10 Best Herbs
If you have a huge garden you can have fun creating a wonderfully diverse herb garden, but if you’re space is restricted, here’s a list of ten of the best herbs to grow.
When you think about how much it costs in the shop and the number of different things you can do with it, Basil should definitely be on the list. There are many different varieties to choose from. Sow seeds any time from early spring to summer to ensure a regular supply.
Chives are easily grown from seed, although it does take a bit of time. It’s worth it though because once you get them going they’ll keep for years, dying back in then coming again the following spring.
Easy to grow from seed and has plenty of uses in the kitchen. The only problem with it is bolting, which you can keep at bay by regularly cutting off the top leaves for cooking (don’t cut too low down the stem, or it won’t come back). also, if you let some of the plants run to see, you can used the seeds in cooking too.
Dill is easy to germinate, very attractive and will happily grow in containers. Add it to anything fishy.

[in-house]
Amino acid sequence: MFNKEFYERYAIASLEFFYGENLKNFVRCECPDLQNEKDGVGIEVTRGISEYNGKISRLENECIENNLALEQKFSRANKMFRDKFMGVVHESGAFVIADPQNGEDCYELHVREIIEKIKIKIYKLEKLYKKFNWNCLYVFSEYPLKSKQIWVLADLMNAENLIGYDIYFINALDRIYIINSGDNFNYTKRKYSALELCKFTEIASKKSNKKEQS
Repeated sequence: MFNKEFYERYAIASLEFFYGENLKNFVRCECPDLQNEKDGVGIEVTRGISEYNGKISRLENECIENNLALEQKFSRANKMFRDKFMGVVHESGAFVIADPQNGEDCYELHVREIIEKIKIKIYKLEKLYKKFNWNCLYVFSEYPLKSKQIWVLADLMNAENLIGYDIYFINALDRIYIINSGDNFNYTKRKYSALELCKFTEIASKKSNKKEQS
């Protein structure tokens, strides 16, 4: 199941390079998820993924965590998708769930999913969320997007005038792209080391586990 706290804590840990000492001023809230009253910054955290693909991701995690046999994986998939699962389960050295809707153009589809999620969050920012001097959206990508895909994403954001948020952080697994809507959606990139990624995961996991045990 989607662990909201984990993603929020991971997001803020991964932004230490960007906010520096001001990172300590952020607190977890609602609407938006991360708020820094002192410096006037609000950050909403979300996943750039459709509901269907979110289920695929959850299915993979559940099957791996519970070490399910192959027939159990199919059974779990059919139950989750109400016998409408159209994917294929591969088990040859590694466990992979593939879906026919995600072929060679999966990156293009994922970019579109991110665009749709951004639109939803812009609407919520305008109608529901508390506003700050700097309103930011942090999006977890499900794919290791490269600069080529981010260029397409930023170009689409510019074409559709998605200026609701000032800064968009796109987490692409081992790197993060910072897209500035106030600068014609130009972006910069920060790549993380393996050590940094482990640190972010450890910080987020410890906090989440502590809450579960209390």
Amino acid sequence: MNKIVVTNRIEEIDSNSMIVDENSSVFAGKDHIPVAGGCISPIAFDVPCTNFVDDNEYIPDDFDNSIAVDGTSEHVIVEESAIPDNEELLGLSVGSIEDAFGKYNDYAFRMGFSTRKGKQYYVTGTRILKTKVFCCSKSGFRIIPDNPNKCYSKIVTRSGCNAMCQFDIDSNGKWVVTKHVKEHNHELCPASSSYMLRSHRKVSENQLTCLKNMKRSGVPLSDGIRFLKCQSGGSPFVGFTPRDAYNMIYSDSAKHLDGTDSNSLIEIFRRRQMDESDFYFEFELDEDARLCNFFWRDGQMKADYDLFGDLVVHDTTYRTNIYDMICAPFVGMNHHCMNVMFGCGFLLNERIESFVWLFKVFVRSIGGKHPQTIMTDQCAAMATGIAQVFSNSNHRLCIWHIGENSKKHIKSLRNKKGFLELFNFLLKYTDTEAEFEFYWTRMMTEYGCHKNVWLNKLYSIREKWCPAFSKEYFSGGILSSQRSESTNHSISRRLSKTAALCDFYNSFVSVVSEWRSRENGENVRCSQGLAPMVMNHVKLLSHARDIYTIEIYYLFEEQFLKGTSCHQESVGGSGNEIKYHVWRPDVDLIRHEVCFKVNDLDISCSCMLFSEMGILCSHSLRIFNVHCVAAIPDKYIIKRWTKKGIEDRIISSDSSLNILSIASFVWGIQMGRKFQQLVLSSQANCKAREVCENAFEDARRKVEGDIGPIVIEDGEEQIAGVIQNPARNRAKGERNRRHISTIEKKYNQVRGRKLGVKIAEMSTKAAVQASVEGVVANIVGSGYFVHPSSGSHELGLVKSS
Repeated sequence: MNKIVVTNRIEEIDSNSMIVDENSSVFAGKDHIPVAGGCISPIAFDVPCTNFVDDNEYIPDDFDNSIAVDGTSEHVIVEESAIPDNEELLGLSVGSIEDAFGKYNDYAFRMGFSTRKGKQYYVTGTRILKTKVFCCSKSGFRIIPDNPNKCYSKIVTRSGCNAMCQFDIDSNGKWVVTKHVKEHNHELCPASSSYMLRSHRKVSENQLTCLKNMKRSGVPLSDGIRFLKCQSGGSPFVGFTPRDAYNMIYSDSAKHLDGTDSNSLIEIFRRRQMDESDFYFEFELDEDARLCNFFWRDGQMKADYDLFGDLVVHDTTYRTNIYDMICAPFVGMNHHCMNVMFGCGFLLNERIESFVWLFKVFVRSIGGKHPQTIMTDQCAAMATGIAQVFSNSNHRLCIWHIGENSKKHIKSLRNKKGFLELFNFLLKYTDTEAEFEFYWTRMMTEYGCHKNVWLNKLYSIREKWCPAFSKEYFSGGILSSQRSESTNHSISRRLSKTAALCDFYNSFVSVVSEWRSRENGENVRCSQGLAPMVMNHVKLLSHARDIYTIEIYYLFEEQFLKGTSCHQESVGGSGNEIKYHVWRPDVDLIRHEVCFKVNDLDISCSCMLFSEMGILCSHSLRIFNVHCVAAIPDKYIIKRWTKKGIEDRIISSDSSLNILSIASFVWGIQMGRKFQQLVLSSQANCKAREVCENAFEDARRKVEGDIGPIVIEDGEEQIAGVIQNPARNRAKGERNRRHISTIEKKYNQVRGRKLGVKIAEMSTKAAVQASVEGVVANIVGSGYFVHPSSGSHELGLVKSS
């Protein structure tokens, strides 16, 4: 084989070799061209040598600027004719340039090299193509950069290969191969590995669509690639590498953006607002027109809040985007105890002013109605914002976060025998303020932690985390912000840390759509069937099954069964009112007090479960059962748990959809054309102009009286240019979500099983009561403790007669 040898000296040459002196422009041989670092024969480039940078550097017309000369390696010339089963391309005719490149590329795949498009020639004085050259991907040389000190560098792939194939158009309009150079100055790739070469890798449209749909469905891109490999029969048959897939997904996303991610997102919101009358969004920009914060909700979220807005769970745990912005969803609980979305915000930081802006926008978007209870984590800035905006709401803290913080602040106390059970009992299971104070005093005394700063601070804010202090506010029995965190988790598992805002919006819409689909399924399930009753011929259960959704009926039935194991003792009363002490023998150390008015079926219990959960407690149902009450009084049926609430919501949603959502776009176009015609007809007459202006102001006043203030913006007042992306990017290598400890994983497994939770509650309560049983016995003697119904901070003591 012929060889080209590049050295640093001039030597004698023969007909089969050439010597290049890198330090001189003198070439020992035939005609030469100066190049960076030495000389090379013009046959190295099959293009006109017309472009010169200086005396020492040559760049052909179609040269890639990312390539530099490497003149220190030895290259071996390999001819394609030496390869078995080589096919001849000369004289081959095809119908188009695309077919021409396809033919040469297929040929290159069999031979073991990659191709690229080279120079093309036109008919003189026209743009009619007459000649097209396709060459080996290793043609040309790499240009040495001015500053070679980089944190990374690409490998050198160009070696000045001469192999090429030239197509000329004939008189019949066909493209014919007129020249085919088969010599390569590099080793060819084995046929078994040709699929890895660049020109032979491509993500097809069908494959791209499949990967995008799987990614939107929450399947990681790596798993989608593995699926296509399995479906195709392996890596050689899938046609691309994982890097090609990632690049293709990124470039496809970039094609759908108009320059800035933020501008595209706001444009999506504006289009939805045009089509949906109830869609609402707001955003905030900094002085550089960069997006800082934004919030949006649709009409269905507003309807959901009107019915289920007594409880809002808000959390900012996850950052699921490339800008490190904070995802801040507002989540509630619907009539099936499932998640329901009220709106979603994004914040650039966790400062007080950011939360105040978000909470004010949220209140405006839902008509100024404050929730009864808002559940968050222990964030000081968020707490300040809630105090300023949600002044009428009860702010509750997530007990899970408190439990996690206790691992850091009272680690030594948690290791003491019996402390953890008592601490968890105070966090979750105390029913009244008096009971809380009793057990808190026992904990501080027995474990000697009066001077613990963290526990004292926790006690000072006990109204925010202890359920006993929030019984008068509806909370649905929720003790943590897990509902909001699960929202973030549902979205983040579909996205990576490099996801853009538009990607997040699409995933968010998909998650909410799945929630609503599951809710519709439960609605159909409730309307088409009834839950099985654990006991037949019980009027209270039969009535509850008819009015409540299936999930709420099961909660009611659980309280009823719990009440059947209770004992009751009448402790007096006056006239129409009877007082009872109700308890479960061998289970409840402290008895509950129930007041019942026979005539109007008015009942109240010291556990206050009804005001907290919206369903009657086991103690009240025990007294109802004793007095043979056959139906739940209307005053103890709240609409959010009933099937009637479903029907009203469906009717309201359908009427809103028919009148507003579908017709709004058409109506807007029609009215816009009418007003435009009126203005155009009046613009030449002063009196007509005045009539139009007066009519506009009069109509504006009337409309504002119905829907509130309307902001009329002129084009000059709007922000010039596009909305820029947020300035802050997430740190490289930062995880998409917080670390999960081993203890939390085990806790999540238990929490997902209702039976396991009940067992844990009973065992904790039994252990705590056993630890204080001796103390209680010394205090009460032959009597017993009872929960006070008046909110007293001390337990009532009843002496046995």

There are many different varieties of mint and you can do so much with it, so it’s very rewarding to grow. Grow separately from other herbs though for two reasons: it’s a bit of a brute and it tends to take over and, unlike most other herbs, it likes moist conditions, so keep it well watered if it’s in a pot.
6. Oregano (aka Sweet Marjoram)
It’s easy to grow and it is particularly happy in hot dry conditions. Very good for pasta, pizza and mediterranean dishes generally.
A ‘must have’ in the kitchen, so even though it can take ages to germinate, it will be worth it in the end. It’s a bi-annual,, so it will seed and die off in it’s second year. Seed for both the curly and stronger flat leaf varieties are widely available.
It’s a woody shrub, but even it you’ve only got a small space it’s still worth growing. If you can, put it in the ground, but it will grow happily in a pot.. It likes a light sandy soil and withstand long periods of drought. A little liquid feed from time to time will help keep it producing plenty of lush, new growth.
We all know sage, as it is traditionally used in stuffings and it is great for that, but it is wonderful in a stew, because it takes quite a while for the flavour to come out in the cooking. Sage likes to grow in a warm, dry place. It is a shrub, so cut it back from time to time to stop it getting woody.
It likes a dry, sunny situation and it is fully hardy, meaning it will happily withstand winter frosts.